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LISP Pointers
Volume I, Number 1
April-May 1987

Minimizing Paging
page 13

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Minimizing Paging in Lisp Applications

David L. Andre
Symbolics, Inc.


Paging is an important aspect of performance in any program and can be the overriding consideration in a large system. When developing large applications, the programmer should be as aware of paging overhead as he is of runtime overhead. The programmer should seek to avoid large working sets that cause ` page faults, just as he avoids order n2 and exponential algorithms.

This paper concentrates on techniques available to the Common Lisp application programmer to improve paging performance by: understanding the paging implications of algorithms, choosing appropriate data structures, and exploiting knowledge of the implementation of the underlying Lisp system. Although the primary focus of this paper is the Symbolics 3600-series implementation of Common Lisp, many of the topics covered are widely applicable to other Lisp dialects, and architectures with similar features.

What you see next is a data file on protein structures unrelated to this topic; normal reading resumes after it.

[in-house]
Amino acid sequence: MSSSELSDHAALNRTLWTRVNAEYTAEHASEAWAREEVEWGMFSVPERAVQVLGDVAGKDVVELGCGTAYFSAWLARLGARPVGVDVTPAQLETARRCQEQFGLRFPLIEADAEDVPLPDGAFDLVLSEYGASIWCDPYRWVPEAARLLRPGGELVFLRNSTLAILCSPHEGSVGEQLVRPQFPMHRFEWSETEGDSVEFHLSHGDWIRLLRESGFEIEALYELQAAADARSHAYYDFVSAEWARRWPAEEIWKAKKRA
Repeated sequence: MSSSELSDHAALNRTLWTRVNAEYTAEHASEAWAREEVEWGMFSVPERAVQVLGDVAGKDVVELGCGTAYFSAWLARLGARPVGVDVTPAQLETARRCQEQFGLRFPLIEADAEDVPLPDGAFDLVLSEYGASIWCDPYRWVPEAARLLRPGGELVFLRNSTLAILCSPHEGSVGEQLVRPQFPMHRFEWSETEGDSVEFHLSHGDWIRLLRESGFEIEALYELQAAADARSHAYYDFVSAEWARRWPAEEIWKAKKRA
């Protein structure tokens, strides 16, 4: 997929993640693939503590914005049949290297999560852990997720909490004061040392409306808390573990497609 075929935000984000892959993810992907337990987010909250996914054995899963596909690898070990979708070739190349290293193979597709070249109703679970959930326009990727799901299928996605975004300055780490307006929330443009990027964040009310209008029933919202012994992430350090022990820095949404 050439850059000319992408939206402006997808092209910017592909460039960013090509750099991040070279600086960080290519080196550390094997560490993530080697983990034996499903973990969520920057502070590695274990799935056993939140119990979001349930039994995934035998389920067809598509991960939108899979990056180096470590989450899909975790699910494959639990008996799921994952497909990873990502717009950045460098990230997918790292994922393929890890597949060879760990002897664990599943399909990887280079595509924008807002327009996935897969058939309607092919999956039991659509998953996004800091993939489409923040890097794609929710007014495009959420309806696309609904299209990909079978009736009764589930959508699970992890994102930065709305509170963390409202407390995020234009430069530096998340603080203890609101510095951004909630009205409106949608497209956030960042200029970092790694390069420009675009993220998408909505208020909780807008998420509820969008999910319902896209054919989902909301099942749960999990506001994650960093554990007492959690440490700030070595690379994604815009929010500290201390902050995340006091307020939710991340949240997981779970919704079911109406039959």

Paging and Virtual Memory

A typical modern processor uses two types of random-access memory: a fast main, memory (usually consisting of semiconductor chips), and a larger and much slower secondary memory (usually consisting of magnetic disks). The processor addresses all memory in terms of virtual addresses, thus operating under the illusion of a single memory. This virtual memory is implemented transparently using main and secondary memories. Thus a virtual address can correspond to a physical address

David L. Andre is a Senior Member of the Technical Staff at Symbolics, lnc. He holds an M.S. in Computer Sdence from University of Maryland, and an S.B. in Electrical Engineering from Massachusetts Institute of Technology. This paper is based on a section of [Andre 86], which is available from the author or University of Maryland.

Copyright © 1987 David l. Andre

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